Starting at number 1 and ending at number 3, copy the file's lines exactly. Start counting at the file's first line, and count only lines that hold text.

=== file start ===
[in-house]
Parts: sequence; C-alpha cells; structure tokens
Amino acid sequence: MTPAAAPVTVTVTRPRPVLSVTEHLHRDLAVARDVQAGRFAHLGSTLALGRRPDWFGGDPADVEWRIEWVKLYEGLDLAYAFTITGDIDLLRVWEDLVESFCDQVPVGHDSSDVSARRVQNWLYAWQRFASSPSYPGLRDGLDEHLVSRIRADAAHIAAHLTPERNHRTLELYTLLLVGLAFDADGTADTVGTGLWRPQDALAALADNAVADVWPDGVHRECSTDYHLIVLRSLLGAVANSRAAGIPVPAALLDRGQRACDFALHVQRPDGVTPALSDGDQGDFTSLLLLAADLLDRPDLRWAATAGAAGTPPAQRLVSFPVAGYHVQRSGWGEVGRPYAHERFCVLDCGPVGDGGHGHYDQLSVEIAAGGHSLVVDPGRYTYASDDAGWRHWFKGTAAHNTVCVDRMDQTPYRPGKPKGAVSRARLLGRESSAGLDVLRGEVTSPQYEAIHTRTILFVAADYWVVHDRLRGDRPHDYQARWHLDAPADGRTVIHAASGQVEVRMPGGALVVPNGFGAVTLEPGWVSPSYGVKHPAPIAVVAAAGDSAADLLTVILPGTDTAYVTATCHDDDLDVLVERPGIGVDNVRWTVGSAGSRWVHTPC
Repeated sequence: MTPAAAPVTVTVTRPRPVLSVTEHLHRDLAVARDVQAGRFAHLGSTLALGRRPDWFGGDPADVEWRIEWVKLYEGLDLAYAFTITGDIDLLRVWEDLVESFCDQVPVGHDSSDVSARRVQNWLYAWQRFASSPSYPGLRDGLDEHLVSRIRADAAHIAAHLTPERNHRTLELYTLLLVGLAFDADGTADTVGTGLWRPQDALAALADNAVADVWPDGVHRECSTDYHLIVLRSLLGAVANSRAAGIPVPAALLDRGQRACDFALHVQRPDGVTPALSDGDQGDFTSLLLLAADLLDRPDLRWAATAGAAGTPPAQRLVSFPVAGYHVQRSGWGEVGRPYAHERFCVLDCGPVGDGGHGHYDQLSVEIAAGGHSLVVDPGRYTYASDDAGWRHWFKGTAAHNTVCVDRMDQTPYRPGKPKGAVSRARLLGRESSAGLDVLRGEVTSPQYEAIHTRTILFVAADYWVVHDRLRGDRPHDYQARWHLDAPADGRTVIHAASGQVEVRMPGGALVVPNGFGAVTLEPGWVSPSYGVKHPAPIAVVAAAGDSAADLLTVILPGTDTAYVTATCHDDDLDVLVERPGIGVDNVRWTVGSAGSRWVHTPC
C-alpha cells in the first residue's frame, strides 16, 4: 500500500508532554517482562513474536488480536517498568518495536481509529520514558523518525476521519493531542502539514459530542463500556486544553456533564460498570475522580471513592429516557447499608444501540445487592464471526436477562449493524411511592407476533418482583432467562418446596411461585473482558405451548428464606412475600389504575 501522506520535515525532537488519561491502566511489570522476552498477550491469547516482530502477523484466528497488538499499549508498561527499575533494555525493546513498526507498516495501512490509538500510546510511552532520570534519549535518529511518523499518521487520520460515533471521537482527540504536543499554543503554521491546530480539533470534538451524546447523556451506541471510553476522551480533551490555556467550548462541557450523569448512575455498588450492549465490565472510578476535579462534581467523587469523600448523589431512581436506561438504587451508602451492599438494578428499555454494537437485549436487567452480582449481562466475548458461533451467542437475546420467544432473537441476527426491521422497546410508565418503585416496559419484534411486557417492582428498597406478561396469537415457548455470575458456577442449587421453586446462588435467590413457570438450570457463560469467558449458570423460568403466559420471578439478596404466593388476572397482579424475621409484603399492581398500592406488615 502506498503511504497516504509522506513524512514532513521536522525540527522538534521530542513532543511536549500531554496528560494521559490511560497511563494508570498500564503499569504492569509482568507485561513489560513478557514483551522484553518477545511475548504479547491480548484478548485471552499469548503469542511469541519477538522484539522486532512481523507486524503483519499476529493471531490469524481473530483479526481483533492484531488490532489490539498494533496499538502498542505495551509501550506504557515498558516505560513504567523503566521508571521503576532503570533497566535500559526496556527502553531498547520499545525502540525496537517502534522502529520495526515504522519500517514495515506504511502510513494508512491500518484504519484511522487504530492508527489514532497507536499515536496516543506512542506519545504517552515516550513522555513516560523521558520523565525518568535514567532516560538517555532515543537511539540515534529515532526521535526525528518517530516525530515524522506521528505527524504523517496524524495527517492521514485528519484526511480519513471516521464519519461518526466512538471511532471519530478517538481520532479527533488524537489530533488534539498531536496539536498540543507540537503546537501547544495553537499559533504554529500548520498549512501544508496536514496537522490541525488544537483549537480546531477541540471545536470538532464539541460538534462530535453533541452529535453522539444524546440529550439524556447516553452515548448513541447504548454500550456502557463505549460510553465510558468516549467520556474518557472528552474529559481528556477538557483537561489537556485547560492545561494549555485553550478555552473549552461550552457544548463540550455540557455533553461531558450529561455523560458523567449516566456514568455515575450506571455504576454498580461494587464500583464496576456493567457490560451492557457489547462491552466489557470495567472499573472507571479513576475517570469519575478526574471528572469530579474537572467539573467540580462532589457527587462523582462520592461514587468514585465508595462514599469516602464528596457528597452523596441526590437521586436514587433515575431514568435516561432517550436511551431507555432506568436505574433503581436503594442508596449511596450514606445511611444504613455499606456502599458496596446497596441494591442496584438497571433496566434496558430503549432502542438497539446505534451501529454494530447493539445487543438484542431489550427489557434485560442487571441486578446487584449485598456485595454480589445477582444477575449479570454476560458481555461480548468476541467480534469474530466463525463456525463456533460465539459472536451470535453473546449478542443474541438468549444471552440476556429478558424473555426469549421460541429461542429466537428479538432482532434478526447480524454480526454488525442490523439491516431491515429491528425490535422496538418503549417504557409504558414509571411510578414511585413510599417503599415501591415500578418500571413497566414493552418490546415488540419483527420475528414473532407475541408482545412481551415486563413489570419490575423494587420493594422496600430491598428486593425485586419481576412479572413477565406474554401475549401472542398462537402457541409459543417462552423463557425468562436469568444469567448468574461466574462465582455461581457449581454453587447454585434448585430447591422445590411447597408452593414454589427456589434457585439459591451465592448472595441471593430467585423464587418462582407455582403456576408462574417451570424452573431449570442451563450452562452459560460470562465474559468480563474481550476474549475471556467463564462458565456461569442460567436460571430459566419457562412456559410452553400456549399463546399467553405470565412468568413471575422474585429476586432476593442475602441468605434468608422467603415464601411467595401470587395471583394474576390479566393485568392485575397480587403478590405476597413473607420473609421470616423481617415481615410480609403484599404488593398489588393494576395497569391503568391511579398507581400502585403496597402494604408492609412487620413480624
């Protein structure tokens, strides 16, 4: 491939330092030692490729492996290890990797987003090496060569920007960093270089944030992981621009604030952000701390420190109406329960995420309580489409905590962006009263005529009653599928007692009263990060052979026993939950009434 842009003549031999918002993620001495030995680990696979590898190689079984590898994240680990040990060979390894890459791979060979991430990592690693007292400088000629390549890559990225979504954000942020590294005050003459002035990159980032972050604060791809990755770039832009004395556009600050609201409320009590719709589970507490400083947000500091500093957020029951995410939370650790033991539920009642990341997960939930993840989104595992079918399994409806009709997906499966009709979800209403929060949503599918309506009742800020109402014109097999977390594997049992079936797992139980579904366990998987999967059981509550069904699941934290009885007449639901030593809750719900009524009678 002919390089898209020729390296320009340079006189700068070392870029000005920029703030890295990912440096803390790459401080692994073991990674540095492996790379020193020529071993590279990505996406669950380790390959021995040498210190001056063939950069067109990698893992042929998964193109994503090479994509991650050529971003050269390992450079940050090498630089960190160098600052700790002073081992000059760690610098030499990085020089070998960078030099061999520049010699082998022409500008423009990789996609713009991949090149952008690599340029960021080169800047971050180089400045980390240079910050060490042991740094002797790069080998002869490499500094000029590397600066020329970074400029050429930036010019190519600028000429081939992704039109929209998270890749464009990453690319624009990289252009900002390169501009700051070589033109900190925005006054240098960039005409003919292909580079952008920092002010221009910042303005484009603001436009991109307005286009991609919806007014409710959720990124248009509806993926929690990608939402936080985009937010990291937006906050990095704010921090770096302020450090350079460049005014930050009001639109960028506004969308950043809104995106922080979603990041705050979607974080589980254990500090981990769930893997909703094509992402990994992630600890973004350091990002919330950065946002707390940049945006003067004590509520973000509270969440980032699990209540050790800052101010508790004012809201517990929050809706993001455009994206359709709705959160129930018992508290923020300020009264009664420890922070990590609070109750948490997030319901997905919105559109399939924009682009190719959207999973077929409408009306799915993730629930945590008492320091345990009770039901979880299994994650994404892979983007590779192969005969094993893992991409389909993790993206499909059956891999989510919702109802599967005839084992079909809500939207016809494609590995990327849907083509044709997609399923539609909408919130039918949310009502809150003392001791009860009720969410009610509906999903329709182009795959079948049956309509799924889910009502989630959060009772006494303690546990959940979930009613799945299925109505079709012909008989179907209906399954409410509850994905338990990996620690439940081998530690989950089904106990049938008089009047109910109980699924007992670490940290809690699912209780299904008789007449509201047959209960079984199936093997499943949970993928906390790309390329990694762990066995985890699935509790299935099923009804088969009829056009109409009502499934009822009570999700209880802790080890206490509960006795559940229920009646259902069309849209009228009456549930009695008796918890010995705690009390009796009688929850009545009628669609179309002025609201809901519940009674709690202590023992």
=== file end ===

[in-house]
Parts: sequence; C-alpha cells; structure tokens
Amino acid sequence: MTPAAAPVTVTVTRPRPVLSVTEHLHRDLAVARDVQAGRFAHLGSTLALGRRPDWFGGDPADVEWRIEWVKLYEGLDLAYAFTITGDIDLLRVWEDLVESFCDQVPVGHDSSDVSARRVQNWLYAWQRFASSPSYPGLRDGLDEHLVSRIRADAAHIAAHLTPERNHRTLELYTLLLVGLAFDADGTADTVGTGLWRPQDALAALADNAVADVWPDGVHRECSTDYHLIVLRSLLGAVANSRAAGIPVPAALLDRGQRACDFALHVQRPDGVTPALSDGDQGDFTSLLLLAADLLDRPDLRWAATAGAAGTPPAQRLVSFPVAGYHVQRSGWGEVGRPYAHERFCVLDCGPVGDGGHGHYDQLSVEIAAGGHSLVVDPGRYTYASDDAGWRHWFKGTAAHNTVCVDRMDQTPYRPGKPKGAVSRARLLGRESSAGLDVLRGEVTSPQYEAIHTRTILFVAADYWVVHDRLRGDRPHDYQARWHLDAPADGRTVIHAASGQVEVRMPGGALVVPNGFGAVTLEPGWVSPSYGVKHPAPIAVVAAAGDSAADLLTVILPGTDTAYVTATCHDDDLDVLVERPGIGVDNVRWTVGSAGSRWVHTPC